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Virginia Fouche Bolton (1929-2004) was born in Hartsville, SC and moved to Charleston when she was 14, attending Memminger High School. After graduating from Winthrop College with a degree in art, she married Don Bolton and they had five children together. In 1961 she began her teaching career at St. John the Baptist Cathedral School, later teaching at Moultrie, Wando, and Bishop England High Schools. She was tremendously loved by her students who continuously won art awards throughout South Carolina, many of them developing careers on their own as artists and teachers.
During her teaching career she began to paint professionally and in 1976 she and Don opened an art gallery to showcase her art on Meeting Street. As one of Charleston’s finest artists, her ability to capture the unique throb of the city and some of its citizens won her acclaim from both artists and laymen. She created paintings with a glow of diffused translucent light that seems at times both awesome and ethereal. Her sensitive and colorful renditions of cityscapes and flower women have long been favorites of people who wished to carry with them some tangible proof of the Charleston with which they fell in love while visiting.
In 1972, she was the recipient of The Charleston Scientific and Cultural Educational Fund Award, which allowed her to spend two months in Greece to paint. She continued to win numerous local and national awards, and was accepted into the Southern Watercolor Society three times. In 1981 she received a Masters in Art Teaching degree from Rhode Island School of Design in 1981, concentrating her studio work on stone lithography and etchings.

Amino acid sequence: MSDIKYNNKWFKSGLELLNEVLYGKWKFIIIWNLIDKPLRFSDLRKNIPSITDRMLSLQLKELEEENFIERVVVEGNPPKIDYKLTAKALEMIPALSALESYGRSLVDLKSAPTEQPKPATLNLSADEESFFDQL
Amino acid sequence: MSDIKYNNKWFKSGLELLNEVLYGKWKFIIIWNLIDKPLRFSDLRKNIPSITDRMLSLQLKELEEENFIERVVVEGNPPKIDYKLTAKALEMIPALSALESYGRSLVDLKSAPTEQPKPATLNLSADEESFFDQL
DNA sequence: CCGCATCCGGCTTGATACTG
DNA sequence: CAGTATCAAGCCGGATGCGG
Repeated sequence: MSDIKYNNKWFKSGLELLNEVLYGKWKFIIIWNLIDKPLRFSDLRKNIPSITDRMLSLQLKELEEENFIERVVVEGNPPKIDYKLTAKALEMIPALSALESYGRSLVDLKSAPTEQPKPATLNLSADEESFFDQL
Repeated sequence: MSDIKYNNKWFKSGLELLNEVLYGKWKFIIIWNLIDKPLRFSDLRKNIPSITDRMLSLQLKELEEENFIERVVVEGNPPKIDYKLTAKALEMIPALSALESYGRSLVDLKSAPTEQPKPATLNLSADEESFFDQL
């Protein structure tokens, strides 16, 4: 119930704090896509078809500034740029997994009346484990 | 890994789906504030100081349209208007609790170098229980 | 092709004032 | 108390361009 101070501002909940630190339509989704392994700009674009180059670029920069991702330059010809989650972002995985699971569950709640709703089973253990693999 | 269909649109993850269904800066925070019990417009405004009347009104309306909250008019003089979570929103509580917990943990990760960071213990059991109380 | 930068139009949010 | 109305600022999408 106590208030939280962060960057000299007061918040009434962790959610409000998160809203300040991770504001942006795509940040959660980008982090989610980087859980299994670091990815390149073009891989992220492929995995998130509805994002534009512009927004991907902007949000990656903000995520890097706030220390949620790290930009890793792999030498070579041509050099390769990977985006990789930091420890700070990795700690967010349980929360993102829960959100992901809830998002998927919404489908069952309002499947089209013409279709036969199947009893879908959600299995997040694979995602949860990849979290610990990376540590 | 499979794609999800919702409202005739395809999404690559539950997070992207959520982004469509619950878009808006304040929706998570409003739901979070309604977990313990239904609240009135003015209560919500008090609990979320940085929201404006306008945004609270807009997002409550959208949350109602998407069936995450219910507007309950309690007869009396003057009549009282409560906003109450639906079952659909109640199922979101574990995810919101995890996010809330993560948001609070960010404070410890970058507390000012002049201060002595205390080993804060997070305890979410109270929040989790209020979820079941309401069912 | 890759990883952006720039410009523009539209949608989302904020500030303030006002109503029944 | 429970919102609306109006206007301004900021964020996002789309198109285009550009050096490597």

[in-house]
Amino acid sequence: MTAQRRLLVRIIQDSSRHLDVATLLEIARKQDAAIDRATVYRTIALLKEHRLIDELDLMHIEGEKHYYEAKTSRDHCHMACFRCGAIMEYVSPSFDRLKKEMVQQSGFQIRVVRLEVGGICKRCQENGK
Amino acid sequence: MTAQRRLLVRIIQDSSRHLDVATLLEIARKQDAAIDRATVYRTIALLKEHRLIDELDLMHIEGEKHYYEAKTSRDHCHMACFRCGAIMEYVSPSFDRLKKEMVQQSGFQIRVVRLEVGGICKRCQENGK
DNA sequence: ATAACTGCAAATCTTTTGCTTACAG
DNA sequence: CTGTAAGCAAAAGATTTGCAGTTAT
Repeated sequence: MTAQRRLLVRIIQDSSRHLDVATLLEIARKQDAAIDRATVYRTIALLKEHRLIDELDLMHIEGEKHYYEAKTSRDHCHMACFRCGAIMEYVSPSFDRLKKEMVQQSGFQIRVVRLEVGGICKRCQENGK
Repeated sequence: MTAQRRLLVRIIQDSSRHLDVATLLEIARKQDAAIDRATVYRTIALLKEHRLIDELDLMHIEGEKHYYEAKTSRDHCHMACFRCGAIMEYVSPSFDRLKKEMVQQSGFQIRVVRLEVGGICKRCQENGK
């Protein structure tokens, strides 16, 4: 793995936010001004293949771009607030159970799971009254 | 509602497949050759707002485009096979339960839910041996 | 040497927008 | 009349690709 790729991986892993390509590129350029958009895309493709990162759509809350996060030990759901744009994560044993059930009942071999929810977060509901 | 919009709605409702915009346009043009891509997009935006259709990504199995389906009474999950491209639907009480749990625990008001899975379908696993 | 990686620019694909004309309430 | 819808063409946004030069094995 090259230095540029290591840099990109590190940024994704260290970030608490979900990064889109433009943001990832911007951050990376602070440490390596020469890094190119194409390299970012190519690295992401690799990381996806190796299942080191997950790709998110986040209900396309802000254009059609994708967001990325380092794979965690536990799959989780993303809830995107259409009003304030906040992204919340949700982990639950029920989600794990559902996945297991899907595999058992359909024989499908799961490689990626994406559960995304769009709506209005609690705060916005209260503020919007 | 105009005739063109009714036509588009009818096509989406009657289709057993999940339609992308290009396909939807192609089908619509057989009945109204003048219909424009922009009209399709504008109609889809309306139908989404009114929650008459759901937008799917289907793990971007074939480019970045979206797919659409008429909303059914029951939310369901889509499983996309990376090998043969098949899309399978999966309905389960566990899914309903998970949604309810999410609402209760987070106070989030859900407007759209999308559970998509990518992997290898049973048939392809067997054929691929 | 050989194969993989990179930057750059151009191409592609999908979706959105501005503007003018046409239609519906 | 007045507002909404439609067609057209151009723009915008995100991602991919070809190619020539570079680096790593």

Mrs. Bolton and Don moved to Edisto Island in 1981, and it is there that she found so much inspiration for her paintings. The marshes, woods and beaches were her daily stomping grounds, and she befriended many of the local people who became subjects for so many of her paintings. Painted with compelling compassion, these were faces mellowed by a lifetime of bittersweet experience.
But her art reached beyond capturing scenes and people we see each day – things so obviously inspiring and typical of this city that one cannot resist painting them or capturing them on film. Her eye captured theses scenes, but filtered through the vision of her compassion and warmth, the works take on a personality larger than the subjects themselves. “Sometimes I am surprised,” she said, “by what emerges, the effects one achieves almost without knowing how they happen.” Her works are filled with magnificent moments where the artist’s intention becomes inspiration.
Although she is mostly remembered for her passionate teaching style, and her ability to render her vision of beauty as an artist, those closest to her knew that her religion – her devotion to God and Christ, was what she cherished most, and the foundation of her life. As a personal remembrance of her love, she began signing all her paintings with a small cross in front of her name. “I hope that everything I do, glorifies His name.”